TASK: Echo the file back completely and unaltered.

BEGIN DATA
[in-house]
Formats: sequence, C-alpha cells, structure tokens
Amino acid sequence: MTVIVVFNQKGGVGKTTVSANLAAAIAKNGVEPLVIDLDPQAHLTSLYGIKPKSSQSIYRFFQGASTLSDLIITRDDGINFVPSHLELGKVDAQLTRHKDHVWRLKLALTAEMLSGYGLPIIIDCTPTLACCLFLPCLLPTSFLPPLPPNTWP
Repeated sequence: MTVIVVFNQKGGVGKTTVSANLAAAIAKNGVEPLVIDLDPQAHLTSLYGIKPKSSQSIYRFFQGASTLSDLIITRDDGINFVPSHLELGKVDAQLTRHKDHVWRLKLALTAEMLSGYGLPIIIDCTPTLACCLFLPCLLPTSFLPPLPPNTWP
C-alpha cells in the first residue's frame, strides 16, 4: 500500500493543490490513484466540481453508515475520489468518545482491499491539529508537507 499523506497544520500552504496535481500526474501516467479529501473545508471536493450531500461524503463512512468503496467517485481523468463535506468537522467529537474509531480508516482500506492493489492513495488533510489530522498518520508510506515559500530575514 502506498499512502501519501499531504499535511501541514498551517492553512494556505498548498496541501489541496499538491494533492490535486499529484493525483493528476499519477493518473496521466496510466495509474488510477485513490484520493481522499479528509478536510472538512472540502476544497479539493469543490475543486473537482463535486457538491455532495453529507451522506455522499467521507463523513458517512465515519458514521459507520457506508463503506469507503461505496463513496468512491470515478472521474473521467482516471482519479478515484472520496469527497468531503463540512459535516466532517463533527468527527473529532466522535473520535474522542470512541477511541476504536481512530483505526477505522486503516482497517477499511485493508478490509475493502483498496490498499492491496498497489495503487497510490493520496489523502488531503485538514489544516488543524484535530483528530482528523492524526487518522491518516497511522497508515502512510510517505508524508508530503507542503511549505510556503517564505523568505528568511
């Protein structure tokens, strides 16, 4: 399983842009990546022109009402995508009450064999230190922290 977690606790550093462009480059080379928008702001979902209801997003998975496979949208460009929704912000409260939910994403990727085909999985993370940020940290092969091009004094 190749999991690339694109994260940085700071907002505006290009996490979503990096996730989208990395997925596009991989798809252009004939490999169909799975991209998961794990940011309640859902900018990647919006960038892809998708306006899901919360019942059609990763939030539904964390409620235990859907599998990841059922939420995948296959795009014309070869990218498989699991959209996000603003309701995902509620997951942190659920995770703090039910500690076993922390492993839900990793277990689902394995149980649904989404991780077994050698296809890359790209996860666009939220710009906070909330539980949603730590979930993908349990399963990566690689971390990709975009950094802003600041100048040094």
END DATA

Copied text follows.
[in-house]
Formats: sequence, C-alpha cells, structure tokens
Amino acid sequence: MTVIVVFNQKGGVGKTTVSANLAAAIAKNGVEPLVIDLDPQAHLTSLYGIKPKSSQSIYRFFQGASTLSDLIITRDDGINFVPSHLELGKVDAQLTRHKDHVWRLKLALTAEMLSGYGLPIIIDCTPTLACCLFLPCLLPTSFLPPLPPNTWP
Repeated sequence: MTVIVVFNQKGGVGKTTVSANLAAAIAKNGVEPLVIDLDPQAHLTSLYGIKPKSSQSIYRFFQGASTLSDLIITRDDGINFVPSHLELGKVDAQLTRHKDHVWRLKLALTAEMLSGYGLPIIIDCTPTLACCLFLPCLLPTSFLPPLPPNTWP
C-alpha cells in the first residue's frame, strides 16, 4: 500500500493543490490513484466540481453508515475520489468518545482491499491539529508537507 499523506497544520500552504496535481500526474501516467479529501473545508471536493450531500461524503463512512468503496467517485481523468463535506468537522467529537474509531480508516482500506492493489492513495488533510489530522498518520508510506515559500530575514 502506498499512502501519501499531504499535511501541514498551517492553512494556505498548498496541501489541496499538491494533492490535486499529484493525483493528476499519477493518473496521466496510466495509474488510477485513490484520493481522499479528509478536510472538512472540502476544497479539493469543490475543486473537482463535486457538491455532495453529507451522506455522499467521507463523513458517512465515519458514521459507520457506508463503506469507503461505496463513496468512491470515478472521474473521467482516471482519479478515484472520496469527497468531503463540512459535516466532517463533527468527527473529532466522535473520535474522542470512541477511541476504536481512530483505526477505522486503516482497517477499511485493508478490509475493502483498496490498499492491496498497489495503487497510490493520496489523502488531503485538514489544516488543524484535530483528530482528523492524526487518522491518516497511522497508515502512510510517505508524508508530503507542503511549505510556503517564505523568505528568511
């Protein structure tokens, strides 16, 4: 399983842009990546022109009402995508009450064999230190922290 977690606790550093462009480059080379928008702001979902209801997003998975496979949208460009929704912000409260939910994403990727085909999985993370940020940290092969091009004094 190749999991690339694109994260940085700071907002505006290009996490979503990096996730989208990395997925596009991989798809252009004939490999169909799975991209998961794990940011309640859902900018990647919006960038892809998708306006899901919360019942059609990763939030539904964390409620235990859907599998990841059922939420995948296959795009014309070869990218498989699991959209996000603003309701995902509620997951942190659920995770703090039910500690076993922390492993839900990793277990689902394995149980649904989404991780077994050698296809890359790209996860666009939220710009906070909330539980949603730590979930993908349990399963990566690689971390990709975009950094802003600041100048040094």